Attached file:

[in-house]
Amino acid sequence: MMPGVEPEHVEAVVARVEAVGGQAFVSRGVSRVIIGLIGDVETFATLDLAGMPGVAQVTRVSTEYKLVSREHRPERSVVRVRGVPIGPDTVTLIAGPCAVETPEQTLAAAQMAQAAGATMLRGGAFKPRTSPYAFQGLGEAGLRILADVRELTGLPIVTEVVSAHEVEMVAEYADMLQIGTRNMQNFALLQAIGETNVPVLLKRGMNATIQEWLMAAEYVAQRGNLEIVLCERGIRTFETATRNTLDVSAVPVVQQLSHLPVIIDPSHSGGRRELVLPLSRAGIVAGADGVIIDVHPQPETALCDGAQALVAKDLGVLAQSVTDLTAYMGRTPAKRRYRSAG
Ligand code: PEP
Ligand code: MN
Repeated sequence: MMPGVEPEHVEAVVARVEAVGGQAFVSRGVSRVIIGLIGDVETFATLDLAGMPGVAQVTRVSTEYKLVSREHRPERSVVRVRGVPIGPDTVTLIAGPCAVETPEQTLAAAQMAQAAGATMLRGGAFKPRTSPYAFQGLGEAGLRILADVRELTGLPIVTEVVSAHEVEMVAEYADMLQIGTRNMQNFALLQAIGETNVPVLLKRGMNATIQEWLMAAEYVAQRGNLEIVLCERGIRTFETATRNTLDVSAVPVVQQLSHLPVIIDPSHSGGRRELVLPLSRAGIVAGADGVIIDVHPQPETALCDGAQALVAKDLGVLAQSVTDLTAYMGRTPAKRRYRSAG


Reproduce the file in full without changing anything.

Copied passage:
[in-house]
Amino acid sequence: MMPGVEPEHVEAVVARVEAVGGQAFVSRGVSRVIIGLIGDVETFATLDLAGMPGVAQVTRVSTEYKLVSREHRPERSVVRVRGVPIGPDTVTLIAGPCAVETPEQTLAAAQMAQAAGATMLRGGAFKPRTSPYAFQGLGEAGLRILADVRELTGLPIVTEVVSAHEVEMVAEYADMLQIGTRNMQNFALLQAIGETNVPVLLKRGMNATIQEWLMAAEYVAQRGNLEIVLCERGIRTFETATRNTLDVSAVPVVQQLSHLPVIIDPSHSGGRRELVLPLSRAGIVAGADGVIIDVHPQPETALCDGAQALVAKDLGVLAQSVTDLTAYMGRTPAKRRYRSAG
Ligand code: PEP
Ligand code: MN
Repeated sequence: MMPGVEPEHVEAVVARVEAVGGQAFVSRGVSRVIIGLIGDVETFATLDLAGMPGVAQVTRVSTEYKLVSREHRPERSVVRVRGVPIGPDTVTLIAGPCAVETPEQTLAAAQMAQAAGATMLRGGAFKPRTSPYAFQGLGEAGLRILADVRELTGLPIVTEVVSAHEVEMVAEYADMLQIGTRNMQNFALLQAIGETNVPVLLKRGMNATIQEWLMAAEYVAQRGNLEIVLCERGIRTFETATRNTLDVSAVPVVQQLSHLPVIIDPSHSGGRRELVLPLSRAGIVAGADGVIIDVHPQPETALCDGAQALVAKDLGVLAQSVTDLTAYMGRTPAKRRYRSAG